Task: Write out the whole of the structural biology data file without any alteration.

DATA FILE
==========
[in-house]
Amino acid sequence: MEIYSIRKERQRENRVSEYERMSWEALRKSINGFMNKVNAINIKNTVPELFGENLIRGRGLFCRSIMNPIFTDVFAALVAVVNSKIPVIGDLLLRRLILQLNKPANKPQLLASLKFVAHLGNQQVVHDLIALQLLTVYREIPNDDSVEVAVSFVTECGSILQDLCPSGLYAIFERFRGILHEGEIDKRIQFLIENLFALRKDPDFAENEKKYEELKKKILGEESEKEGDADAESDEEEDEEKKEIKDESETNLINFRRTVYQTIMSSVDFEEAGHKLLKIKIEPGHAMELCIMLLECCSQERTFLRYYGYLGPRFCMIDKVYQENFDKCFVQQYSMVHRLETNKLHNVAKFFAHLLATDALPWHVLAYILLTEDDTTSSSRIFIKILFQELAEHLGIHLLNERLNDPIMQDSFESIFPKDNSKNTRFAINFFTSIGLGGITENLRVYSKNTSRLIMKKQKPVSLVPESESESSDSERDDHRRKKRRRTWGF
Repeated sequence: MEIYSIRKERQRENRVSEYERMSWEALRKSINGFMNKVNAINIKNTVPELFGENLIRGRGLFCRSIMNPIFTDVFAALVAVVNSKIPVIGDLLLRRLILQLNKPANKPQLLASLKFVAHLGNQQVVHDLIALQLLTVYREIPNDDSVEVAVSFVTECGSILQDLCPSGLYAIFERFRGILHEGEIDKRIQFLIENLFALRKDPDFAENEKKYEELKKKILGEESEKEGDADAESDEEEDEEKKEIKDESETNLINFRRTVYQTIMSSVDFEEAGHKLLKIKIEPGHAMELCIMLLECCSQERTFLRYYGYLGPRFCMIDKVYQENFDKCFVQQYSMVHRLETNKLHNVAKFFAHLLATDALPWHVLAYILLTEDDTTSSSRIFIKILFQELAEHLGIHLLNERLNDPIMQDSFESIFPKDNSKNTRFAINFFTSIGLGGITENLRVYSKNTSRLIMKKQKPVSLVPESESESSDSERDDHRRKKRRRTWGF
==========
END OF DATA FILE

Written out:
[in-house]
Amino acid sequence: MEIYSIRKERQRENRVSEYERMSWEALRKSINGFMNKVNAINIKNTVPELFGENLIRGRGLFCRSIMNPIFTDVFAALVAVVNSKIPVIGDLLLRRLILQLNKPANKPQLLASLKFVAHLGNQQVVHDLIALQLLTVYREIPNDDSVEVAVSFVTECGSILQDLCPSGLYAIFERFRGILHEGEIDKRIQFLIENLFALRKDPDFAENEKKYEELKKKILGEESEKEGDADAESDEEEDEEKKEIKDESETNLINFRRTVYQTIMSSVDFEEAGHKLLKIKIEPGHAMELCIMLLECCSQERTFLRYYGYLGPRFCMIDKVYQENFDKCFVQQYSMVHRLETNKLHNVAKFFAHLLATDALPWHVLAYILLTEDDTTSSSRIFIKILFQELAEHLGIHLLNERLNDPIMQDSFESIFPKDNSKNTRFAINFFTSIGLGGITENLRVYSKNTSRLIMKKQKPVSLVPESESESSDSERDDHRRKKRRRTWGF
Repeated sequence: MEIYSIRKERQRENRVSEYERMSWEALRKSINGFMNKVNAINIKNTVPELFGENLIRGRGLFCRSIMNPIFTDVFAALVAVVNSKIPVIGDLLLRRLILQLNKPANKPQLLASLKFVAHLGNQQVVHDLIALQLLTVYREIPNDDSVEVAVSFVTECGSILQDLCPSGLYAIFERFRGILHEGEIDKRIQFLIENLFALRKDPDFAENEKKYEELKKKILGEESEKEGDADAESDEEEDEEKKEIKDESETNLINFRRTVYQTIMSSVDFEEAGHKLLKIKIEPGHAMELCIMLLECCSQERTFLRYYGYLGPRFCMIDKVYQENFDKCFVQQYSMVHRLETNKLHNVAKFFAHLLATDALPWHVLAYILLTEDDTTSSSRIFIKILFQELAEHLGIHLLNERLNDPIMQDSFESIFPKDNSKNTRFAINFFTSIGLGGITENLRVYSKNTSRLIMKKQKPVSLVPESESESSDSERDDHRRKKRRRTWGF